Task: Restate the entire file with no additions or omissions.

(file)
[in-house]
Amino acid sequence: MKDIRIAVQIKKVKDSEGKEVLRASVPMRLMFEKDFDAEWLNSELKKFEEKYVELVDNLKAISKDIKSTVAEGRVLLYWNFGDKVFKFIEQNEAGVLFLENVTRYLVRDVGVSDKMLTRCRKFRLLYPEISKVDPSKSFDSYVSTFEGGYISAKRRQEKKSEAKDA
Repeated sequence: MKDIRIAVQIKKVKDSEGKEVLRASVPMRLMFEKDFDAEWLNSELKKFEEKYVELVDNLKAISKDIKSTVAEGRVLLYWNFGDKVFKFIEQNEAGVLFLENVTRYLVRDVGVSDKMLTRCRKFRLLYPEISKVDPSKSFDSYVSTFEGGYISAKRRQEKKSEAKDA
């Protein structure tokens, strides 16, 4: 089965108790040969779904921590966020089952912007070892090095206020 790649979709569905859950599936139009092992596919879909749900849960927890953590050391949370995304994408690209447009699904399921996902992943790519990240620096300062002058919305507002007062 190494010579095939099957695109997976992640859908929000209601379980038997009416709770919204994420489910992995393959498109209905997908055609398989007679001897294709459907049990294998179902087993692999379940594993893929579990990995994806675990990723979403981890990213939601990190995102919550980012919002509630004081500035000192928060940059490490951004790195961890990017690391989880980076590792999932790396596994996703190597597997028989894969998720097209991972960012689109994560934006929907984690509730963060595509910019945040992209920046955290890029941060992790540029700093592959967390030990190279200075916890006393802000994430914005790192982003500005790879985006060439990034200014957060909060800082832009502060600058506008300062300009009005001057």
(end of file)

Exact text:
[in-house]
Amino acid sequence: MKDIRIAVQIKKVKDSEGKEVLRASVPMRLMFEKDFDAEWLNSELKKFEEKYVELVDNLKAISKDIKSTVAEGRVLLYWNFGDKVFKFIEQNEAGVLFLENVTRYLVRDVGVSDKMLTRCRKFRLLYPEISKVDPSKSFDSYVSTFEGGYISAKRRQEKKSEAKDA
Repeated sequence: MKDIRIAVQIKKVKDSEGKEVLRASVPMRLMFEKDFDAEWLNSELKKFEEKYVELVDNLKAISKDIKSTVAEGRVLLYWNFGDKVFKFIEQNEAGVLFLENVTRYLVRDVGVSDKMLTRCRKFRLLYPEISKVDPSKSFDSYVSTFEGGYISAKRRQEKKSEAKDA
């Protein structure tokens, strides 16, 4: 089965108790040969779904921590966020089952912007070892090095206020 790649979709569905859950599936139009092992596919879909749900849960927890953590050391949370995304994408690209447009699904399921996902992943790519990240620096300062002058919305507002007062 190494010579095939099957695109997976992640859908929000209601379980038997009416709770919204994420489910992995393959498109209905997908055609398989007679001897294709459907049990294998179902087993692999379940594993893929579990990995994806675990990723979403981890990213939601990190995102919550980012919002509630004081500035000192928060940059490490951004790195961890990017690391989880980076590792999932790396596994996703190597597997028989894969998720097209991972960012689109994560934006929907984690509730963060595509910019945040992209920046955290890029941060992790540029700093592959967390030990190279200075916890006393802000994430914005790192982003500005790879985006060439990034200014957060909060800082832009502060600058506008300062300009009005001057």